Image: Getty

Yahoo built software to secretly scan its users emails at the behest of U.S intelligence officials, according to a report by Reuters.

Advertisement

From Reuters:

The company complied with a classified U.S. government directive, scanning hundreds of millions of Yahoo Mail accounts at the behest of the National Security Agency or FBI, said two former employees and a third person apprised of the events.

Some surveillance experts said this represents the first case to surface of a U.S. Internet company agreeing to a spy agency’s demand by searching all arriving messages, as opposed to examining stored messages or scanning a small number of accounts in real time.

This news comes after Yahoo announced it was the victim of a “state sponsored” hack that leaked the personal details of over 500 million of its users.

Advertisement

Reuters says that U.S intelligence officials were searching for a specific set of characters within Yahoo emails, but it is unknown what exactly they were looking for. Reuters also reports that the order to search user emails came in the form of a “classified directive” sent to Yahoo’s legal team.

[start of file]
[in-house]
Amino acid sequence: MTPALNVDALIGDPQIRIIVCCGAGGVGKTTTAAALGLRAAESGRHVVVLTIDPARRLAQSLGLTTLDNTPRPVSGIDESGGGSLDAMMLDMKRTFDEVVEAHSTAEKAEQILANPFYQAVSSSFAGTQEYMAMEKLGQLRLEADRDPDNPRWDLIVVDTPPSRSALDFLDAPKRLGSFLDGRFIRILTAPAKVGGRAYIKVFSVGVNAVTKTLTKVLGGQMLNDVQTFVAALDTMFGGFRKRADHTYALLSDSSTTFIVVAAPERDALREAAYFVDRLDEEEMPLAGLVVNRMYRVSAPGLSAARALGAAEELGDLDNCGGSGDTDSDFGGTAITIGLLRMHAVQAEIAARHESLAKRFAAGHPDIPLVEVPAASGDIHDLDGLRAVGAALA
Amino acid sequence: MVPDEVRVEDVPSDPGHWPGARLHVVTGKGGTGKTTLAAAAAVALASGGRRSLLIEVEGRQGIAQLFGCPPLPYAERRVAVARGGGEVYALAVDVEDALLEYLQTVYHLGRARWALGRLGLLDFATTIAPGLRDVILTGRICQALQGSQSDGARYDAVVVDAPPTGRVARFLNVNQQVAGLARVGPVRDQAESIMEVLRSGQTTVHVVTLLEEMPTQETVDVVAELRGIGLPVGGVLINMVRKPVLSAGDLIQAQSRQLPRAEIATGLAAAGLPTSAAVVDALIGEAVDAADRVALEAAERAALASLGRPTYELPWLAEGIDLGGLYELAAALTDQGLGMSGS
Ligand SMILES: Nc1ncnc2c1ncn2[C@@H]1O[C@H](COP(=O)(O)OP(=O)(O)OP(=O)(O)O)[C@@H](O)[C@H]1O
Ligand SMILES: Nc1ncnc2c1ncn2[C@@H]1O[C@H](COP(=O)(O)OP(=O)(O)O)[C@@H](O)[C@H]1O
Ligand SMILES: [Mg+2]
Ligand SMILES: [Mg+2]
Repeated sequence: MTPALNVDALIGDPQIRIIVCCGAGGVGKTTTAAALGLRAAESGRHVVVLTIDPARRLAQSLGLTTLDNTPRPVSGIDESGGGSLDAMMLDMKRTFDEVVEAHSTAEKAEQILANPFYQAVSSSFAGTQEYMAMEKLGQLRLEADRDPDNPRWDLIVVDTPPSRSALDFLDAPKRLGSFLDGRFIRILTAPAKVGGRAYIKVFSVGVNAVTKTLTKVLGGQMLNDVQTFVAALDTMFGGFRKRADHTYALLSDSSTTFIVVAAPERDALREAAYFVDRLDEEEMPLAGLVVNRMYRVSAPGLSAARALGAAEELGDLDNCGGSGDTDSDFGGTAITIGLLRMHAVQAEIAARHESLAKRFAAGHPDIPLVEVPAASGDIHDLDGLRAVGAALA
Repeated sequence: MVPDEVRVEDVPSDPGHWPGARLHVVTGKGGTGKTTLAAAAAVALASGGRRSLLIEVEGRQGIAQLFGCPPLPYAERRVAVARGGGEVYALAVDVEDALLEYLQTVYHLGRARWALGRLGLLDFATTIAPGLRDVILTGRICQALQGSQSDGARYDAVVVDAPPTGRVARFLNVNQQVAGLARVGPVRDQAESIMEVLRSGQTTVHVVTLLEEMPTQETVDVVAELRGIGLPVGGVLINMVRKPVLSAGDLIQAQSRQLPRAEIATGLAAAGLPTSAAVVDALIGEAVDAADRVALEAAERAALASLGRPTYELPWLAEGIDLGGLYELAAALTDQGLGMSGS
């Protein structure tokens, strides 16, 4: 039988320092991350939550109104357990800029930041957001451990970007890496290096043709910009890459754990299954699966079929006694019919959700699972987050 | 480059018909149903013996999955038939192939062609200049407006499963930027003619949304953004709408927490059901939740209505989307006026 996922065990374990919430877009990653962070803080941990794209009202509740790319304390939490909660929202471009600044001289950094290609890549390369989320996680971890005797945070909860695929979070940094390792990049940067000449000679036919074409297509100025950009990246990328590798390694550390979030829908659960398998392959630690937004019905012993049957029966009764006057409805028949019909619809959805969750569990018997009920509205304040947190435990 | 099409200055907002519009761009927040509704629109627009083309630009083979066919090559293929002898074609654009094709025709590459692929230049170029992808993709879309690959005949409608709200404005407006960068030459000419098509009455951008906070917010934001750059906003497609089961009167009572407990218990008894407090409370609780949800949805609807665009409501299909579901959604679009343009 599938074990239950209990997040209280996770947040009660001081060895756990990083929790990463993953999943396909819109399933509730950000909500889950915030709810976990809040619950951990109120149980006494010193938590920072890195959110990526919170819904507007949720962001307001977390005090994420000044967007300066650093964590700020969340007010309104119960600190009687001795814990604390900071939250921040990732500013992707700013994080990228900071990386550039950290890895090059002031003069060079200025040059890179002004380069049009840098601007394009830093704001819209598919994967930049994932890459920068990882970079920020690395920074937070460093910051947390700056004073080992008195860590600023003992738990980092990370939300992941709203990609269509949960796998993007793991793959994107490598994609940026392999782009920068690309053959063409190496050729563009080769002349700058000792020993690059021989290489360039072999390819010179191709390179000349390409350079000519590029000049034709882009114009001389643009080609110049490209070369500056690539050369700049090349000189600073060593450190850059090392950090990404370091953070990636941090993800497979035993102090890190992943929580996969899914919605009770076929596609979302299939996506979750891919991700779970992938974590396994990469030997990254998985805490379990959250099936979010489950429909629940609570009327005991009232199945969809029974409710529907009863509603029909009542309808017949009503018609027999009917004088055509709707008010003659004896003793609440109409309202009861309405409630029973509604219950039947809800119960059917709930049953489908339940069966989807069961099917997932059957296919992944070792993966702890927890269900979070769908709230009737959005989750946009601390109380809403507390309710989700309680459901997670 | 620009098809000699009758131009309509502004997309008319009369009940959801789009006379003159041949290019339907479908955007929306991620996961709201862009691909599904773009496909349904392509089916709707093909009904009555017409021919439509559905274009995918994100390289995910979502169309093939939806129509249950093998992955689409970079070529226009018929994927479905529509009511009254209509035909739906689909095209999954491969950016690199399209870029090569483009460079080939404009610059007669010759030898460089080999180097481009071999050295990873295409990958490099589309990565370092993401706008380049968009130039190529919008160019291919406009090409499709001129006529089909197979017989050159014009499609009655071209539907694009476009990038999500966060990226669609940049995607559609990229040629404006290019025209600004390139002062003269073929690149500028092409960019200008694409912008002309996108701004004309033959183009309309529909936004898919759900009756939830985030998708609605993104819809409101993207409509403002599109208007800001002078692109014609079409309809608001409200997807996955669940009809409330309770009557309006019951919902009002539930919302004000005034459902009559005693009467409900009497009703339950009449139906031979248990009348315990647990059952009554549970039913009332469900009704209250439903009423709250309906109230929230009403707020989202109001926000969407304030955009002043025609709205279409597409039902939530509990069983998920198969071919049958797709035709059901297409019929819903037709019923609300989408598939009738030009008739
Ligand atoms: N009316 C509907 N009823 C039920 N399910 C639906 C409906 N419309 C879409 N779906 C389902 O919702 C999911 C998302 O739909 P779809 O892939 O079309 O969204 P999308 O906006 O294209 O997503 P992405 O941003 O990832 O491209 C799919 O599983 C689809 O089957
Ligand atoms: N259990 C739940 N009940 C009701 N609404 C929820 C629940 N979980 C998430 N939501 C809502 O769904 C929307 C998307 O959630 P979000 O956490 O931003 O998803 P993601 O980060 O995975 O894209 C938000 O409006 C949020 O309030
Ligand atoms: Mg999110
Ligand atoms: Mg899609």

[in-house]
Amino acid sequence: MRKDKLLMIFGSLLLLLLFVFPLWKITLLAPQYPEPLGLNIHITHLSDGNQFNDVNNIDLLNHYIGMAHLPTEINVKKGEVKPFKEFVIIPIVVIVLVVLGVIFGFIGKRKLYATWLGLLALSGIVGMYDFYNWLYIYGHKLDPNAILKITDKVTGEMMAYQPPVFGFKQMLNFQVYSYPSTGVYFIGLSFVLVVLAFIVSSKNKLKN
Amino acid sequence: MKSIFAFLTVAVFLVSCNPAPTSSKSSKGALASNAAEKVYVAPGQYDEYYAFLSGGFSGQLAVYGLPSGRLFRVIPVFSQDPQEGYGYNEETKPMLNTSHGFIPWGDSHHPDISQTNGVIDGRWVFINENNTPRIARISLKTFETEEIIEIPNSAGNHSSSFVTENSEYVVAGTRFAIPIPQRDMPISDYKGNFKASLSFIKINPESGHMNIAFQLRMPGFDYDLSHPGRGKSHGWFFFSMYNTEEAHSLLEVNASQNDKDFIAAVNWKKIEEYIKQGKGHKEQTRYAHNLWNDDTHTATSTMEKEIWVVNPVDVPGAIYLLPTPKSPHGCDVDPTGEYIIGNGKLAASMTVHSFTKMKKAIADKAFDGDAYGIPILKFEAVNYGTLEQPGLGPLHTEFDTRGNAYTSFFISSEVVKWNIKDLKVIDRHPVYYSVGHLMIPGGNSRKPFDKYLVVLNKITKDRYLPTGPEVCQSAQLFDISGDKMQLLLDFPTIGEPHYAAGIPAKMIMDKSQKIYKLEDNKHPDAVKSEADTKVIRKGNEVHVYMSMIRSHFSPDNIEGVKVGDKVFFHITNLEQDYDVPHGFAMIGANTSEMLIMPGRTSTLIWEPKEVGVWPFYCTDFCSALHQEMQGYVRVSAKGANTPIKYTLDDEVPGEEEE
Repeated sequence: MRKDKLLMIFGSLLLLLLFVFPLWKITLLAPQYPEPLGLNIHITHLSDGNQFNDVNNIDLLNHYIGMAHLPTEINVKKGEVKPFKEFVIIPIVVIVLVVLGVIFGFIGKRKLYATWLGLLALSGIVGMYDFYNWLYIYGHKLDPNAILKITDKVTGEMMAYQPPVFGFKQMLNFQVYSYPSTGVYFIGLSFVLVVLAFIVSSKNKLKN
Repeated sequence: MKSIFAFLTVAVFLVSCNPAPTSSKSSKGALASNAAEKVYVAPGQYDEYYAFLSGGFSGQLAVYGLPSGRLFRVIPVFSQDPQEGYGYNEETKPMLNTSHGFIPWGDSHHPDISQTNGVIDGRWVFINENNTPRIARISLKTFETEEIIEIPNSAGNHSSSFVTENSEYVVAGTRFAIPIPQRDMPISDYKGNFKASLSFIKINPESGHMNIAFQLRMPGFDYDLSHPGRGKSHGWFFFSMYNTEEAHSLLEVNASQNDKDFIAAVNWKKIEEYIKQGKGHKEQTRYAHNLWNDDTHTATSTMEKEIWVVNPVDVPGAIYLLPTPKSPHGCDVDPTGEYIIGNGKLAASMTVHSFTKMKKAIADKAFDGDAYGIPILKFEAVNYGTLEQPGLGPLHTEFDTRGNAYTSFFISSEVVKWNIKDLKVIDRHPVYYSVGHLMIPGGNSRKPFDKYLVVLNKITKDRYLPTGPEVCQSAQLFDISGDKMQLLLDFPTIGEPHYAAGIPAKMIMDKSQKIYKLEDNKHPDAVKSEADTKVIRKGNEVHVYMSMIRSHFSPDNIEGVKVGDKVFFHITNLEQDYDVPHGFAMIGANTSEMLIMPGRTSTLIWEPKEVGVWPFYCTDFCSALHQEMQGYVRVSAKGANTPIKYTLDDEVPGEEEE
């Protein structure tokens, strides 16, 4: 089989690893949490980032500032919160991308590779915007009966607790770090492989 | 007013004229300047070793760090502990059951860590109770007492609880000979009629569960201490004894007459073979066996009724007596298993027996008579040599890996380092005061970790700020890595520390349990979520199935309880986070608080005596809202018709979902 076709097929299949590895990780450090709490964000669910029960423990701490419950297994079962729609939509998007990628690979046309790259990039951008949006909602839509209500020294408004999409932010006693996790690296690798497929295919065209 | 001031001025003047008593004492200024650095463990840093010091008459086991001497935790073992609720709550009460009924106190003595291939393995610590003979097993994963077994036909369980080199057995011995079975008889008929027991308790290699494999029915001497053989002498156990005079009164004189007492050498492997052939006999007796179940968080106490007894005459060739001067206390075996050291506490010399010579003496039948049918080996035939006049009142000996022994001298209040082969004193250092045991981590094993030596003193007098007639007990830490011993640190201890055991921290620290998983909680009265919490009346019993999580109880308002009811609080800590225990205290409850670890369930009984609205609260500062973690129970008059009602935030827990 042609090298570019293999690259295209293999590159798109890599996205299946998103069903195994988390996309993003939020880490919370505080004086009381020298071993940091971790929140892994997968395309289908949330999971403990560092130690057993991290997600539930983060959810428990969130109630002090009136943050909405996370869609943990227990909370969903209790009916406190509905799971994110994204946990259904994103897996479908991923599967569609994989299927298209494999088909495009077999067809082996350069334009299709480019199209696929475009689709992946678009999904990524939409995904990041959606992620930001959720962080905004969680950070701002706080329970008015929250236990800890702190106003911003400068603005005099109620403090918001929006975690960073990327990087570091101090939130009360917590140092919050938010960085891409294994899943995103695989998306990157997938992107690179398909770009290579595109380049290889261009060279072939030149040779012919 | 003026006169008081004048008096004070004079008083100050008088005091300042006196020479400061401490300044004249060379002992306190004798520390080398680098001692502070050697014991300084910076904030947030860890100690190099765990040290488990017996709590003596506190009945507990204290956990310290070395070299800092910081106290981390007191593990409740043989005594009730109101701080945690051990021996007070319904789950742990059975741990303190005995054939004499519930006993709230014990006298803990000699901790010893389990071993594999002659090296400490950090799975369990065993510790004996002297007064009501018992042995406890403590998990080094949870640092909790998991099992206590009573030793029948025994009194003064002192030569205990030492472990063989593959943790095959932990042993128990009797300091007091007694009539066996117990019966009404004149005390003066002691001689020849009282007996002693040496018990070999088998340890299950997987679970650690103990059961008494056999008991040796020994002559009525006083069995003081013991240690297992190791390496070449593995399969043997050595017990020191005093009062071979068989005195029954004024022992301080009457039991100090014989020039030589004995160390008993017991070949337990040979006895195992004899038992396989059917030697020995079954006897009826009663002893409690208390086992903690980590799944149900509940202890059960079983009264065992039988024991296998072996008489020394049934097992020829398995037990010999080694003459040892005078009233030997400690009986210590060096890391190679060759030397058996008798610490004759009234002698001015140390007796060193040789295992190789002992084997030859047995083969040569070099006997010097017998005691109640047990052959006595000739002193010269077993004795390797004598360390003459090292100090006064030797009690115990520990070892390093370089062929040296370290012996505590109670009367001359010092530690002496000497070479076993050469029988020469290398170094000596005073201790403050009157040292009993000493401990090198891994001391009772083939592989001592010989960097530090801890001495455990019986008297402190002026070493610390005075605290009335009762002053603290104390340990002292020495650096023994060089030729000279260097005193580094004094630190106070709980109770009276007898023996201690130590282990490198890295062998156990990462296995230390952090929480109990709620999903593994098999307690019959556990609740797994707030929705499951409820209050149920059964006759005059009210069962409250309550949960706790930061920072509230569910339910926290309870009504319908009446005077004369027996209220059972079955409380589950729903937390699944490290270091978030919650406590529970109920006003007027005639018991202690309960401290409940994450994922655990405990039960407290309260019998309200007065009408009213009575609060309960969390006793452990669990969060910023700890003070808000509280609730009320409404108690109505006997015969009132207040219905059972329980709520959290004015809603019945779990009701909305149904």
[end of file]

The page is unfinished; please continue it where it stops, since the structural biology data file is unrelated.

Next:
Marissa Mayer, CEO of Yahoo, alleged decision to allow U.S intelligence officials unprecedented access to its users emails would be in stark contrast to her comments criticizing the secretive surveillance programs exposed by National Security agency whistleblower Edward Snowden. “I’m proud to be part of an organization that from the very beginning in 2007, with the NSA and FISA and PRISM, has been skeptical and has scrutinized those requests, Mayer said in 2013. “In 2007 Yahoo filed a lawsuit against the new Patriot Act, parts of PRISM and FISA, we were the key plaintiff. A lot of people have wondered about that case and who it was. It was us ... we lost. The thing is, we lost and if you don’t comply it’s treason.”

Mayer’s decision to authorize the program is also the reason why then Chief Security Officer Alex Stamos left the company for Facebook, Reuters reports. “I appreciate the opportunity,” Stamos told Gizmodo. “But I’m not going to be commenting.”

Advertisement

Sponsored

[Reuters]